Technology in music: A chronological playlist through history

Technology in music: A chronological playlist through history

To get in the mood for the May 19th Music Summit at TNW Conference 2017, our partner MassiveMusic made a playlist celebrating the creative use of technology in music. Philip Oomen, Head of Music Research & Licensing at MassiveMusic, compiled it and wrote down some notes about the 10 tracks for the curious. Listen to it here, and read on below:

1. Let’s start from from the beginning, in 1937: a timeless feel – eerie and alienating at times, permeates ‘Oraison’ by French composer Olivier Messiaen. The song was originally written for an ensemble of early electronic musical keyboards called Ondes Martenot.

The Ondes Martenot is a very expressive instrument, meeting Messiaen’s avant-garde composition techniques: that’s how you create a masterpiece. If you’re expecting beat drops you may want to keep in mind the release date. Sequencers hadn’t been invented yet so please be patient and hang in there. We got this.

Photograph by Kathinka Pasveer

2. In 1953, the German composer Karlheinz Stockhausen wrote ‘Studie 1’, an exploration of the serial organization of sine tones and the use of reverb.

One of his main objectives was to make the highest and lowest pitches shorter and quieter, so that listeners could focus more on the mid-range pitches.

3. Dick Raaymakers studied the piano at the Royal Conservatory of The Hague and was employed at the acoustic department of the Philips Physics Laboratory. Together with Tom Dissevelt, he started producing some of the very first electronic pop music.

The track we chose is ‘Electronic Boogie-Woogie’, composed in 1958.

4. This leads us to track number 4, ‘E.V.A.’ by Perrey and Kingsley, who were, in turn, very much inspired by Dick Raaymakers. By utilising environmental sounds such as scissors, splicing tapes and tape recorders, Perrey invented a new process for generating rhythms. He also became friends with Robert Moog, which made him one of the first Moog synthesiser musicians.

E.V.A. was later sampled by several rap artists including Gang Starr, Pusha T, LL Cool J, Method Man and Busta Rhymes.

Photograph by Andréas Hagström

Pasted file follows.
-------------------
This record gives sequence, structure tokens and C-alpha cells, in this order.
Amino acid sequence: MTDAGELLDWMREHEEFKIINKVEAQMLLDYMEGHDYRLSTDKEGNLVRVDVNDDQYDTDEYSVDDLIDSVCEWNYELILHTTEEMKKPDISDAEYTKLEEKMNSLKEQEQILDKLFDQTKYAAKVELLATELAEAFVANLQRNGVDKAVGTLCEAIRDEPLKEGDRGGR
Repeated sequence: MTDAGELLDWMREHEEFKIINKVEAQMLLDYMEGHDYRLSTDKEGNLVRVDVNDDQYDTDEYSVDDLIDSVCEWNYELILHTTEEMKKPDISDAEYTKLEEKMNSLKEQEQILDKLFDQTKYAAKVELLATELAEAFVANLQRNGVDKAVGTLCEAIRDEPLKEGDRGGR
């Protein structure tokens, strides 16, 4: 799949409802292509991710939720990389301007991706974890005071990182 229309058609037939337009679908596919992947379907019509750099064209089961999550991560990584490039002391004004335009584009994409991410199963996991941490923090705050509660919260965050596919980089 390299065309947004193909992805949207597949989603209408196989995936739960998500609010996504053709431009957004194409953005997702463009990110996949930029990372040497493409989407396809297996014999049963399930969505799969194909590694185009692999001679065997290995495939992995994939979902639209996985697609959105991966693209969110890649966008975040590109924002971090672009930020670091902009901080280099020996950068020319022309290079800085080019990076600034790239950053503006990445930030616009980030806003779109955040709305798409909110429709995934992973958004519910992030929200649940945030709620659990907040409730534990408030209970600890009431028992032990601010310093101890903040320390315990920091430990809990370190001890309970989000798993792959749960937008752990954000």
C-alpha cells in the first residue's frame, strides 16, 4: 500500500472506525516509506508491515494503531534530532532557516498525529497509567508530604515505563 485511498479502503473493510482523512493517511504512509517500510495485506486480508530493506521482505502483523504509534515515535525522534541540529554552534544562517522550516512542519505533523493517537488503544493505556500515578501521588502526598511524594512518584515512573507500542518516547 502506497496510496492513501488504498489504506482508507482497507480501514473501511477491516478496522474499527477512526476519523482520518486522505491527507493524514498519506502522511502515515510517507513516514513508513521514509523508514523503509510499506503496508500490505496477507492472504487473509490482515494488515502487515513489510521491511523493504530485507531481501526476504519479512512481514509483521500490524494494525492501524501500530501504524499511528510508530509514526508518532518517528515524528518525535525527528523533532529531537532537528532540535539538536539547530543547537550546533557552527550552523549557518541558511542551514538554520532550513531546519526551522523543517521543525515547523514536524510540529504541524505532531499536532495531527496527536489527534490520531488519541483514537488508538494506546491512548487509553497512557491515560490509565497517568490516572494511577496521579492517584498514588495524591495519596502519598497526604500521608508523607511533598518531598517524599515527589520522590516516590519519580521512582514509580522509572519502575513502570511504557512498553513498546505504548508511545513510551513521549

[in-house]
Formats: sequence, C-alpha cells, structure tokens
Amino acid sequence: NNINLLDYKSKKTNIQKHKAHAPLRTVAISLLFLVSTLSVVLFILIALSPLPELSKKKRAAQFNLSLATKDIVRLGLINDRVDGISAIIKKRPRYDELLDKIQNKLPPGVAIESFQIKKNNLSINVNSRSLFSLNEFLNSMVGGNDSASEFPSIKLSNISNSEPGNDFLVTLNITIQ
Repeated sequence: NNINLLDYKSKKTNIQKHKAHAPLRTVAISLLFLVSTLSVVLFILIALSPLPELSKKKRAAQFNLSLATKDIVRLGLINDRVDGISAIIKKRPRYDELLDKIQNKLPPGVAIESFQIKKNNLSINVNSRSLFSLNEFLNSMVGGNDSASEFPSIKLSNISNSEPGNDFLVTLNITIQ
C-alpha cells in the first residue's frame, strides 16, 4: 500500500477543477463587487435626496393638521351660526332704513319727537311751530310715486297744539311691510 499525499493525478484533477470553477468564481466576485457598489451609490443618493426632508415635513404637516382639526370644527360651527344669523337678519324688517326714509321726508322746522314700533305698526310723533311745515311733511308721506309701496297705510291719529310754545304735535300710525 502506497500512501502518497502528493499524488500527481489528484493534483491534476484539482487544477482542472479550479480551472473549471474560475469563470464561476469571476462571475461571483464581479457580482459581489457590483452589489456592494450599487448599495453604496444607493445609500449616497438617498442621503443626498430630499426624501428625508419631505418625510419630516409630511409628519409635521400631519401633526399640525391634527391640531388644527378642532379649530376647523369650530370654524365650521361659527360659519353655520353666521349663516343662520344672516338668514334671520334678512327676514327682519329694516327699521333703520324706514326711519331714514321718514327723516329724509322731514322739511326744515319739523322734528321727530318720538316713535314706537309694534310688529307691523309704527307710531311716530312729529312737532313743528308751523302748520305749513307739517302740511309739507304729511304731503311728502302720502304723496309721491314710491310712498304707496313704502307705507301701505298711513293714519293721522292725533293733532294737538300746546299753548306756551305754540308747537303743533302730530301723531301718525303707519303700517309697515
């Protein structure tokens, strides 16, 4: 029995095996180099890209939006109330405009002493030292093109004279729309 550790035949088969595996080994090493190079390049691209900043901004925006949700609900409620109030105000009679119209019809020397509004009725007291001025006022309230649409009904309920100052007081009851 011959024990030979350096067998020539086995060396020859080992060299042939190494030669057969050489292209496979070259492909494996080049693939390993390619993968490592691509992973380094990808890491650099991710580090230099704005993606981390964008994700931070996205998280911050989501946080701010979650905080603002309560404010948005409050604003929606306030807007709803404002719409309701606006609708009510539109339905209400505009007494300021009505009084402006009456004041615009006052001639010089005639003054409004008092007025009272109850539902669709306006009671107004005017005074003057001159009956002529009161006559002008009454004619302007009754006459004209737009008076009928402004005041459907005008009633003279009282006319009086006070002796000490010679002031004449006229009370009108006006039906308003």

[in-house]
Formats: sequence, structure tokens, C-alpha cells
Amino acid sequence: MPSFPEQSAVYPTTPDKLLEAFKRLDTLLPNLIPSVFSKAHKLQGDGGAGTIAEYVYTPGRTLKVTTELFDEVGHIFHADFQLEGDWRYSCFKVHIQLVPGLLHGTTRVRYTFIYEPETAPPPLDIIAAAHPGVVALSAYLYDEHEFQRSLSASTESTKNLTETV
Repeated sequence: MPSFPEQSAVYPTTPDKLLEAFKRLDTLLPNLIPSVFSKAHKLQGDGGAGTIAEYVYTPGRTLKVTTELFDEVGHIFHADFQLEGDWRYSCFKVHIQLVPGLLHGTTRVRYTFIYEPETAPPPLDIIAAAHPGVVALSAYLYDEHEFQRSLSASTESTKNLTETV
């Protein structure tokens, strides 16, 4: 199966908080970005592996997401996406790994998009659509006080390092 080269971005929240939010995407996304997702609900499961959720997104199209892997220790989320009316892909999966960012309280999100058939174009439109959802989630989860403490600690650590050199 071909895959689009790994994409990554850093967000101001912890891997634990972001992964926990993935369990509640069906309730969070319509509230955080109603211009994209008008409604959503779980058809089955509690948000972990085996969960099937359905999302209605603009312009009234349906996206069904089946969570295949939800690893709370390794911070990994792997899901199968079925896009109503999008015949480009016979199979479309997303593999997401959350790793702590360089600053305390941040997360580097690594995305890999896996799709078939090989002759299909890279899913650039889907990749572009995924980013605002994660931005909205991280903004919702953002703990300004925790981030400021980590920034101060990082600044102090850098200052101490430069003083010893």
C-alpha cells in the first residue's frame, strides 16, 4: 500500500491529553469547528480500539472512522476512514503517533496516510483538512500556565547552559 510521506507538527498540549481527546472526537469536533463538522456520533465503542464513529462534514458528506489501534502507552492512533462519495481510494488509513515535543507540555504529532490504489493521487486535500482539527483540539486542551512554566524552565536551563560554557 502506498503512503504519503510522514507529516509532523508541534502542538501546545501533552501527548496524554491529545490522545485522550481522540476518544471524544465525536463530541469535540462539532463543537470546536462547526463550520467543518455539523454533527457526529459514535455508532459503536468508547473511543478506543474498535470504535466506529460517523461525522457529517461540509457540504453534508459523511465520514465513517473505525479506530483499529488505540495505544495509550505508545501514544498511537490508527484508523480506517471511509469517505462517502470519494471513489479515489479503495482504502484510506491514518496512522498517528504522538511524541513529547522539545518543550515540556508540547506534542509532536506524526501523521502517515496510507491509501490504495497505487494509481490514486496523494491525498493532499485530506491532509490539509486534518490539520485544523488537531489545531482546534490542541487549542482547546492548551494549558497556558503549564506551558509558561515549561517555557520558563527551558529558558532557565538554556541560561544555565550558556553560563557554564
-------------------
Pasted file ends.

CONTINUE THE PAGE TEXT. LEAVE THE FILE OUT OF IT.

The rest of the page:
5. Then Kraftwerk came along and introduced technology in music in the 70s’ hit parade. The German band, considered to be innovators and pioneers of the genre, were among the first successful pop acts to popularise electronic music.

Their genre is known as robot pop, often accompanied by a stylised image and matching suits. The single ‘Autobahn’ was a huge commercial success, even in the U.S. where it peaked at number 5 in the Billboard Top 200 in 1975.

6. When it comes to bring electronic music to the dance floor, who’s better than Giorgio Moroder? He produced a large amount of tracks and soundtracks but we decided to go for his 1977 masterpiece production: ‘I Feel Love’ by Donna Summer. It’s his first and most influential work that used electronic sequencers and four-four beats.

The song is formed on a hard kick drum and progressive bass lines, something completely different when you compare it to earlier disco hits which were based on soft strings and assuring female vocals.

7. Brian Eno can’t be ignored in this list. Thanks to him we can now talk about ambient music, a multilayered electronic version of minimal music that, according to professor Eno, has to be interesting and ignorable at the same time.

Eno himself coined the term in 1978 by naming his sixth album ‘Ambient 1: Music for Airports’ where the track ‘2/1’ appears.

8. Our 8th track is all about the 80s, the decade in which electronic music developed further towards the dance floor. Laurie Anderson had a worldwide hit single with ‘O Superman’, spoken through a vocoder. The song was ranked among the top ten tracks of the year for 1981 by NME.

9. Jamie Principle’s 1986 ‘Your Love’ features synthesizers and a powerful bassline, part of which was based on the Italo disco and boogie track ‘Feels Good (Carrots and Beets)’ by Electra featuring Tara Butler.

The song’s structure lies between a traditional pop-disco song and the simpler house tracks of later in the decade, and is considered an essential early classic in the house genre. A second commercially released version was produced by Frankie Knuckles in 1987.

10. Opposed to the pioneers of the past mentioned above – who needed massive studios to create and produce their music, electronic music nowadays can easily be made with just one laptop or PC.

To conclude this short history of tech in music, we picked ‘Lemonade’ by SOPHIE from record label PC Music as a recent and last important example of new technology used in music. The genre often features pitch-shifted, female vocals and bright, synthetic textures.


See you at the ‘Music Summit’ at TNW Conference on 19th May, a three-hour program that will bring together tech-savvy musicians and music-loving entrepreneurs.

The line-up? Hardwell (DJ, Producer, Record Label Owner), Poppy Crum (Dolby Laboratories), Molly Neuman (Kickstarter), Colin Benders (Musician, Composer, Producer) and Henry Daw (UI/UX Sound Specialist).

Besides inspiration, the program is also meant to highlight the importance of music, key to brand consistency and crucial for brands who are trying to cut through the noise emotionally. Book your tickets and make sure you clap in time!

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